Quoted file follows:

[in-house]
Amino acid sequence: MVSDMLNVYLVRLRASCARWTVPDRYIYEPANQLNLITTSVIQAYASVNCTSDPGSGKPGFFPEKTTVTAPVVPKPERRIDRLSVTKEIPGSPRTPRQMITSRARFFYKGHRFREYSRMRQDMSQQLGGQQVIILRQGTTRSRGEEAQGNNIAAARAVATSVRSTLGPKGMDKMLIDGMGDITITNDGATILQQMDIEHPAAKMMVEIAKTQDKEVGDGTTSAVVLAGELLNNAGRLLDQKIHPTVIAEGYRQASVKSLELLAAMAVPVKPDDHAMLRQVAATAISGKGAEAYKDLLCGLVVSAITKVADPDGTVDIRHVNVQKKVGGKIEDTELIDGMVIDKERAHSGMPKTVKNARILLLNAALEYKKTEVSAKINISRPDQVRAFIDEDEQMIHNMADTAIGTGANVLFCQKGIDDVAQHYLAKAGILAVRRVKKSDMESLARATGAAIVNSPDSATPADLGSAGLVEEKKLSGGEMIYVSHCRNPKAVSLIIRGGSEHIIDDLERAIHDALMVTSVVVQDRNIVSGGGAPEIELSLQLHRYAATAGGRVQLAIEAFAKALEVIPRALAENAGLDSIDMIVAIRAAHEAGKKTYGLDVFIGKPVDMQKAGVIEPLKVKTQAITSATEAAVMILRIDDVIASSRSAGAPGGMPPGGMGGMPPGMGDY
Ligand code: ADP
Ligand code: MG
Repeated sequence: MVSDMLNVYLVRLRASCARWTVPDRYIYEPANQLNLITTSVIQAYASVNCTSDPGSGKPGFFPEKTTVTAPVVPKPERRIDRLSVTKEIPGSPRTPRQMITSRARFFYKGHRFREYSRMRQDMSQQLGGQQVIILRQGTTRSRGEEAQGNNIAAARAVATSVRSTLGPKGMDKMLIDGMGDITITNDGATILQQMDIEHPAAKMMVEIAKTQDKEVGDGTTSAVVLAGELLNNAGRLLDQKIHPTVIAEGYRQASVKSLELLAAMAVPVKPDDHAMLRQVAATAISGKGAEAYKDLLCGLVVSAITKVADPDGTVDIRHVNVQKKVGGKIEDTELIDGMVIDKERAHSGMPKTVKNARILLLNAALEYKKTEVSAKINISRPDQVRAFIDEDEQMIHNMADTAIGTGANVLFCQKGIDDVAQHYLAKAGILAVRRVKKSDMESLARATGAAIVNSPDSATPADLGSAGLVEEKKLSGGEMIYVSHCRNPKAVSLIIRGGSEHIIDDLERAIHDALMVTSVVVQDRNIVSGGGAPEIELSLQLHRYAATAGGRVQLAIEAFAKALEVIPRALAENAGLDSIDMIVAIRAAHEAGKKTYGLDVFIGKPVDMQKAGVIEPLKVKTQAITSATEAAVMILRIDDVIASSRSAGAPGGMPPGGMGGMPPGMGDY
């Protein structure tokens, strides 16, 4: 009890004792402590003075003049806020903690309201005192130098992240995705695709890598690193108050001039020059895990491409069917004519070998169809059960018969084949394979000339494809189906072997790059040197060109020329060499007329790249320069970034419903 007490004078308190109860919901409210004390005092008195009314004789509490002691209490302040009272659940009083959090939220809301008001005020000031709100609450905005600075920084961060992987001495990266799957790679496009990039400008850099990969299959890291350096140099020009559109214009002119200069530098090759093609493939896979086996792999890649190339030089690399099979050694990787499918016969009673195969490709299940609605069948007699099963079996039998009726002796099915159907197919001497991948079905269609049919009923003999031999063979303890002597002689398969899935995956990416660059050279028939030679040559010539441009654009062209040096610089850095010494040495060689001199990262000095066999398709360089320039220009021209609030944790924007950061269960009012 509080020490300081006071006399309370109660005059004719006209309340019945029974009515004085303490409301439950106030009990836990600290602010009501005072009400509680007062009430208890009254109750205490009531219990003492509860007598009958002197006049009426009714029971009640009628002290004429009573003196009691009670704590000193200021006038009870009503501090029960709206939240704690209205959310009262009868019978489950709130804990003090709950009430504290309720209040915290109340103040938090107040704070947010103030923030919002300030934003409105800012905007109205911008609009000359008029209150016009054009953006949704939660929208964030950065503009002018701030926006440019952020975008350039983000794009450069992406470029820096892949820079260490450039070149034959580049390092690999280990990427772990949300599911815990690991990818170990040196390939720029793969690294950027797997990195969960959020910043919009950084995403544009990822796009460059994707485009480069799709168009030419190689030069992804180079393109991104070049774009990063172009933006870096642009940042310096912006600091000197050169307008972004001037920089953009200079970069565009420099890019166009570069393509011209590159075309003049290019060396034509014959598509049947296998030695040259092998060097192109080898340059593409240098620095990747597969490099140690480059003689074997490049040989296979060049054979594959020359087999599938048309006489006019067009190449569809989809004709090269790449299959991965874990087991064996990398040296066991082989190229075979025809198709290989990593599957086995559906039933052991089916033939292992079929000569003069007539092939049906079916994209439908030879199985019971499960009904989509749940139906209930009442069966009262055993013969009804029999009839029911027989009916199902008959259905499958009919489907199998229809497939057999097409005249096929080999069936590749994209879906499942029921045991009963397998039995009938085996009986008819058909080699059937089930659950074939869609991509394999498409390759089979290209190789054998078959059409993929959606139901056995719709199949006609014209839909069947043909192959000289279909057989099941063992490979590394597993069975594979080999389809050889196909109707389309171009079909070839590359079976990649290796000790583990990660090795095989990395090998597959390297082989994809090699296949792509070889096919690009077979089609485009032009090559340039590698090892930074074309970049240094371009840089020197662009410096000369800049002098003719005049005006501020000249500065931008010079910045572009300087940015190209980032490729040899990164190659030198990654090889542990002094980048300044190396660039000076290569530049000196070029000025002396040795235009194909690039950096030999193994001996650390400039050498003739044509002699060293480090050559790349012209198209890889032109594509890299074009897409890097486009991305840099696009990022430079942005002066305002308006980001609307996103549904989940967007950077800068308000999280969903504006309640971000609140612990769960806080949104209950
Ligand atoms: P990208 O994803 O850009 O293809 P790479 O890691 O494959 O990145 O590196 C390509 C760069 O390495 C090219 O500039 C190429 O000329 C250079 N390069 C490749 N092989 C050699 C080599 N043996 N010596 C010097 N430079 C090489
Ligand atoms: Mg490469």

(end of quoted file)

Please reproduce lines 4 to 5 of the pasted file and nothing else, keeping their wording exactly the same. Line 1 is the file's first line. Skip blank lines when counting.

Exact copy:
Ligand code: MG
Repeated sequence: MVSDMLNVYLVRLRASCARWTVPDRYIYEPANQLNLITTSVIQAYASVNCTSDPGSGKPGFFPEKTTVTAPVVPKPERRIDRLSVTKEIPGSPRTPRQMITSRARFFYKGHRFREYSRMRQDMSQQLGGQQVIILRQGTTRSRGEEAQGNNIAAARAVATSVRSTLGPKGMDKMLIDGMGDITITNDGATILQQMDIEHPAAKMMVEIAKTQDKEVGDGTTSAVVLAGELLNNAGRLLDQKIHPTVIAEGYRQASVKSLELLAAMAVPVKPDDHAMLRQVAATAISGKGAEAYKDLLCGLVVSAITKVADPDGTVDIRHVNVQKKVGGKIEDTELIDGMVIDKERAHSGMPKTVKNARILLLNAALEYKKTEVSAKINISRPDQVRAFIDEDEQMIHNMADTAIGTGANVLFCQKGIDDVAQHYLAKAGILAVRRVKKSDMESLARATGAAIVNSPDSATPADLGSAGLVEEKKLSGGEMIYVSHCRNPKAVSLIIRGGSEHIIDDLERAIHDALMVTSVVVQDRNIVSGGGAPEIELSLQLHRYAATAGGRVQLAIEAFAKALEVIPRALAENAGLDSIDMIVAIRAAHEAGKKTYGLDVFIGKPVDMQKAGVIEPLKVKTQAITSATEAAVMILRIDDVIASSRSAGAPGGMPPGGMGGMPPGMGDY